Games based on movies tend to be bad. Yet things work out better when they just influence one another. For a while, “Dead Space” was one of the best “Alien” video games. Similarly, “Crank” is a better “Grand Theft Auto” movie than any official adaptation could hope to be. Hong Kong action flicks, like “The Killer,” would influence the creation of the popular “Hitman” video game series. A few years later, the “Transporter” film series would swipe most of that game's visual aesthetic. Which meant, when an actual “Hitman” movie hit theaters in 2007, it already felt a bit warmed over. This didn't stop the film from becoming a decent commercial success.
A secret organization known only as the, um, Organization genetically engineers bald-headed, bar-coded boys to be the perfect assassins, training them from birth and giving them numbers instead of names. Agent 47 is the best of this distinguished lot. After a successful hit, his boss tells him to publicly assassinate the president of Russia, Mikhail Belicoff. After killing Belicoff, 47 is informed that he actually murdered a look-a-like. Soon, he's being pursued by his own Organization. Teaming up with Nika, Belicoff's abused mistress, he's determined to get to the bottom of things.
the Organization that created 47, why they turn on him, or how he feels about it. “Hitman” seems determined to appear vague and mysterious, quickly leaving the audience in the dust.
I've never played any of the “Hitman” video games and don't really have an opinion about them. Speaking as an uninformed outsider, Agent 47 seems to be such a beloved character because he's a graceful bad-ass, effortlessly exterminating his targets without remorse but in the most sensible fashion possible. The movie version seems to stray from this pattern. There's very little of the disguising, sneaking around, and stealthily disposing of victims I associate with the games. Timothy Olyphant, looking absolutely ridiculous with a shaved head, seems terminally miscast. (Olyphant was a last minute replacement for comfortably bald Vin Diesel.) His Agent 47 squints a lot, contemplating the nature of his business, and generally seeming very uncomfortable. Moreover, the entire plot of the movie hinges on this ruthless killer refusing to kill a woman. Why? Because her face tattoo reminds him of himself and that's pretty much it. Like I said, I've never played a “Hitman” game but falling in love with a girl just because she's pretty doesn't seem like the kind of thing Agent 47 would do.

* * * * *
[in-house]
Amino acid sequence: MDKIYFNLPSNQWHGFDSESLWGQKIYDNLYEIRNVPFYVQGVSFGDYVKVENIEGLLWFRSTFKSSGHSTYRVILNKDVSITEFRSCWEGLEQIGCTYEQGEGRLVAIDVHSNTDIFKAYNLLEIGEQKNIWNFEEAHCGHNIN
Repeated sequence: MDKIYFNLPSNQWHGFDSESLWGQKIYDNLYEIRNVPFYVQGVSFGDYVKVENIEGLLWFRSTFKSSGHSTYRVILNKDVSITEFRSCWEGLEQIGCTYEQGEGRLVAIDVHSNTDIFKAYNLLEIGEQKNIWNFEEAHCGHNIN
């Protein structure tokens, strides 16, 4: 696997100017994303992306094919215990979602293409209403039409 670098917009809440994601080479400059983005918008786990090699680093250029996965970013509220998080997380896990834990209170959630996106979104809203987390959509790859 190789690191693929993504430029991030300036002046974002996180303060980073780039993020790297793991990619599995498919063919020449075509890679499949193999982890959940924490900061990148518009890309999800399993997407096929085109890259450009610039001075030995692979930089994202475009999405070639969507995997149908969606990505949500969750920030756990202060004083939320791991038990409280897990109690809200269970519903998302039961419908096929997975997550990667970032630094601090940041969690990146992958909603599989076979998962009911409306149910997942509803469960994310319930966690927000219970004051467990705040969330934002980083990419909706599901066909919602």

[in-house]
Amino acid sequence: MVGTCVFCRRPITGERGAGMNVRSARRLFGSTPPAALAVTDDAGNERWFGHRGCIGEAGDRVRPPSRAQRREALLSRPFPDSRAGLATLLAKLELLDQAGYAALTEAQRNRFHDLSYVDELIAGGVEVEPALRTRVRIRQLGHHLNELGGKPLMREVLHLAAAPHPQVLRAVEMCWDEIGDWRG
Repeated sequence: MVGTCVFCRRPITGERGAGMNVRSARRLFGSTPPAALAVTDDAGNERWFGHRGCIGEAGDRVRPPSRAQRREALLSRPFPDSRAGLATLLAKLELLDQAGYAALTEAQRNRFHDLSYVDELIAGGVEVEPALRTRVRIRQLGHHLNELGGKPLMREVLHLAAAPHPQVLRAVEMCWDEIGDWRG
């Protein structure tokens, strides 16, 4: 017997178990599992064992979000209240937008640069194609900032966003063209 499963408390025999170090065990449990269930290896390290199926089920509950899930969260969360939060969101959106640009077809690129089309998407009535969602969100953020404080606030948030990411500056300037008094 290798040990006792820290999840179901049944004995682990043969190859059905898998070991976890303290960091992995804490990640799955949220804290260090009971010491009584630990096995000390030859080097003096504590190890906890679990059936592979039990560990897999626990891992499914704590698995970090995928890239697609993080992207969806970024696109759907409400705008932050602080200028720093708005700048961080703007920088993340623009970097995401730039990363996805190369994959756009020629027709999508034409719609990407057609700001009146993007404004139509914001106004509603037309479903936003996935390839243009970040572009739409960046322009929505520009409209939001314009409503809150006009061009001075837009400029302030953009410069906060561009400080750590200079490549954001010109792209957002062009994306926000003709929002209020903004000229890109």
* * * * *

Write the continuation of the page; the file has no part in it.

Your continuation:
“Hitman” was directed by Xavier Gens, right after his extreme French horror flick “Frontier(s)” received some mild hype. Gens was probably chosen because of the visual flashiness he displayed in his debut. Compared to some of the wretched action movies I've watched this month, “Hitman” doesn't look too bad. At least you can mostly follow the shoot-outs and sword fights. Yet they feel seriously uninspired. A shoot-out with a weapons' dealer or the final showdown in an old church features lots of high-intensity shots of machine guns firing. There's nothing much interesting about it, the shoot-outs quickly fading into each other. The only scene that really stands out is a lightly ridiculous sword-fight on a train with other agents. It's a very dumb moment – the agents deciding a sword fight would be easier instead of just shooting each other – but at least there's some panache there. The rest of the film's violence is competent but boring, lacking identity.
a decent commercial success, grossing about 100 million against a 22 million dollar budget. The film seemed primed to launch a series, considering the many unexplored plot points introduced here. Yet a sequel would never quite gain traction. Timothy Olyphant admitted he only made this film because he needed the money, so obviously he wouldn't return for a sequel. Despite having a script for a part two ready to go, a reboot would be greenlit instead. “Hitman: Agent 47,” starring someone named Rupert Friend, came out in 2015 to okay box office but general public indifference. Meanwhile, the public has seen a hundred other movies about cool bald dudes in suits killing guys, so maybe the market is just saturated. [5/10]